Effort and Redistribution: Better Cousins Than One Might Have Thought
50 Pages Posted: 28 Apr 2012 Last revised: 2 Sep 2014
Date Written: September 2014
In this paper, we analyze the link between effort and preferences for redistribution. If individuals hold standard preferences, those with higher ability exert more effort. Higher effort leads to a higher income. Individuals with a higher income oppose redistribution. Yet, under non-standard preferences, the link between effort and redistribution is not clear-cut. If aversion to inequity is sufficiently strong, even individuals with high ability may support redistribution. In a lab experiment, we indeed find that participants with higher ability are willing to help the needy if earning income becomes more difficult for everybody. To check whether this finding is externally valid, we use data from the World Value Survey. We do not find a significant positive effect of preferences for effort on preferences for redistribution, but we also do not find the significant negative effect predicted by standard theory. Also, in the field, those who have to pay for redistribution are not more likely to be opposed than the recipients.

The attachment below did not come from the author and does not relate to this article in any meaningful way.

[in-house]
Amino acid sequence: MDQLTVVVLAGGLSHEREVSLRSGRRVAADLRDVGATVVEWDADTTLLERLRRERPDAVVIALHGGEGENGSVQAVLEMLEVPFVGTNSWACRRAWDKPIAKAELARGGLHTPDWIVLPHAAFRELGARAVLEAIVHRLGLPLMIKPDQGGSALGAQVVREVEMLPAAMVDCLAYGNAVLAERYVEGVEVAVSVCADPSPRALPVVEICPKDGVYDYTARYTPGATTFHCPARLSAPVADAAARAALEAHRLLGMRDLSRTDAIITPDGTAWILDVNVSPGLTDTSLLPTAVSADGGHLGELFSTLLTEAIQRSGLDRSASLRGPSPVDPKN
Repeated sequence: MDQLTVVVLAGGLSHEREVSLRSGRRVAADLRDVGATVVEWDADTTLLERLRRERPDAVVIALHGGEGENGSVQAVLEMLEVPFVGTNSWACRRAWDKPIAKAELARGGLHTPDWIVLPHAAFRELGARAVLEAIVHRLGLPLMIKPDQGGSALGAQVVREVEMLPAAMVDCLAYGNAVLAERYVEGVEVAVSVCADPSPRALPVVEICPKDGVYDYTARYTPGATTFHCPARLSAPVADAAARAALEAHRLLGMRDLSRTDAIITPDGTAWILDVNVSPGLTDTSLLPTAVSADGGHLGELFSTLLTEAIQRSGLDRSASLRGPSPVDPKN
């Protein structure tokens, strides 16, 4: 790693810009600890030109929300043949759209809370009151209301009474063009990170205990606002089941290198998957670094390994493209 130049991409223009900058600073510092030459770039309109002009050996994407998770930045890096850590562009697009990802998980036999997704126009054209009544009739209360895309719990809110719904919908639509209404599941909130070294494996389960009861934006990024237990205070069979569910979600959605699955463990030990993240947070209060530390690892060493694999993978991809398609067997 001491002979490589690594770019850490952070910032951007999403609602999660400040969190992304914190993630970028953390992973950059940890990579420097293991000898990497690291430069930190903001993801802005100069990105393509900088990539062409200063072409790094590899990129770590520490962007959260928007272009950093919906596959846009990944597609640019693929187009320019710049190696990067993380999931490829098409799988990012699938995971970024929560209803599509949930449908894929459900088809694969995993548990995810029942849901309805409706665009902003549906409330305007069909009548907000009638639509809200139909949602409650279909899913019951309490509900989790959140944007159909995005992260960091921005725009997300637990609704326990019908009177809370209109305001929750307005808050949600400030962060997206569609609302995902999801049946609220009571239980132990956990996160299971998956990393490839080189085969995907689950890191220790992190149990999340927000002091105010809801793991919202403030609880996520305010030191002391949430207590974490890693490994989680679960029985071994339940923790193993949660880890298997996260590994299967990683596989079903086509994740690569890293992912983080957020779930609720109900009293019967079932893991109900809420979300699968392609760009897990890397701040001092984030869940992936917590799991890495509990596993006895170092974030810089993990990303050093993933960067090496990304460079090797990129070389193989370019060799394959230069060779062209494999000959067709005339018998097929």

Keywords: Effort, redistribution, ability, experiment, survey data, simultaneous equation model
JEL Classification: C91, C31, D31, J28
Suggested Citation: Suggested Citation